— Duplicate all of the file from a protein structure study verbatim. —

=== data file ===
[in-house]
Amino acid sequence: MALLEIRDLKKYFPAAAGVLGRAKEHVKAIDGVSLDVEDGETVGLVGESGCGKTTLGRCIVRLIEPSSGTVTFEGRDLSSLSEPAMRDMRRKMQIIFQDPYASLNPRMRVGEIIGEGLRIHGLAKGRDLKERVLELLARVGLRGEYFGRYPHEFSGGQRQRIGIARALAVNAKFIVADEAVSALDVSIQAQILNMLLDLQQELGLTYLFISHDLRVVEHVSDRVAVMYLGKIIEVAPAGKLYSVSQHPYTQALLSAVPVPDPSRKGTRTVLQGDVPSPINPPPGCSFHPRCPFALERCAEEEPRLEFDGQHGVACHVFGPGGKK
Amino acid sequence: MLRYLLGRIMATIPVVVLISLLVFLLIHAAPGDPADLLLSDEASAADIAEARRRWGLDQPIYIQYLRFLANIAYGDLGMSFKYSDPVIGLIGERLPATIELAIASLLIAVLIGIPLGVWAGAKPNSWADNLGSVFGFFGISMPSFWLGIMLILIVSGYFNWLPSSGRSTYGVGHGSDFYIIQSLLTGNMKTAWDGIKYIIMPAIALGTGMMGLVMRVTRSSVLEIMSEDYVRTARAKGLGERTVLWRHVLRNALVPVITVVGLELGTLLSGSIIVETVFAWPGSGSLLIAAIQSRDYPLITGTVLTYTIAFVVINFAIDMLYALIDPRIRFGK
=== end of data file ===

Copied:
[in-house]
Amino acid sequence: MALLEIRDLKKYFPAAAGVLGRAKEHVKAIDGVSLDVEDGETVGLVGESGCGKTTLGRCIVRLIEPSSGTVTFEGRDLSSLSEPAMRDMRRKMQIIFQDPYASLNPRMRVGEIIGEGLRIHGLAKGRDLKERVLELLARVGLRGEYFGRYPHEFSGGQRQRIGIARALAVNAKFIVADEAVSALDVSIQAQILNMLLDLQQELGLTYLFISHDLRVVEHVSDRVAVMYLGKIIEVAPAGKLYSVSQHPYTQALLSAVPVPDPSRKGTRTVLQGDVPSPINPPPGCSFHPRCPFALERCAEEEPRLEFDGQHGVACHVFGPGGKK
Amino acid sequence: MLRYLLGRIMATIPVVVLISLLVFLLIHAAPGDPADLLLSDEASAADIAEARRRWGLDQPIYIQYLRFLANIAYGDLGMSFKYSDPVIGLIGERLPATIELAIASLLIAVLIGIPLGVWAGAKPNSWADNLGSVFGFFGISMPSFWLGIMLILIVSGYFNWLPSSGRSTYGVGHGSDFYIIQSLLTGNMKTAWDGIKYIIMPAIALGTGMMGLVMRVTRSSVLEIMSEDYVRTARAKGLGERTVLWRHVLRNALVPVITVVGLELGTLLSGSIIVETVFAWPGSGSLLIAAIQSRDYPLITGTVLTYTIAFVVINFAIDMLYALIDPRIRFGK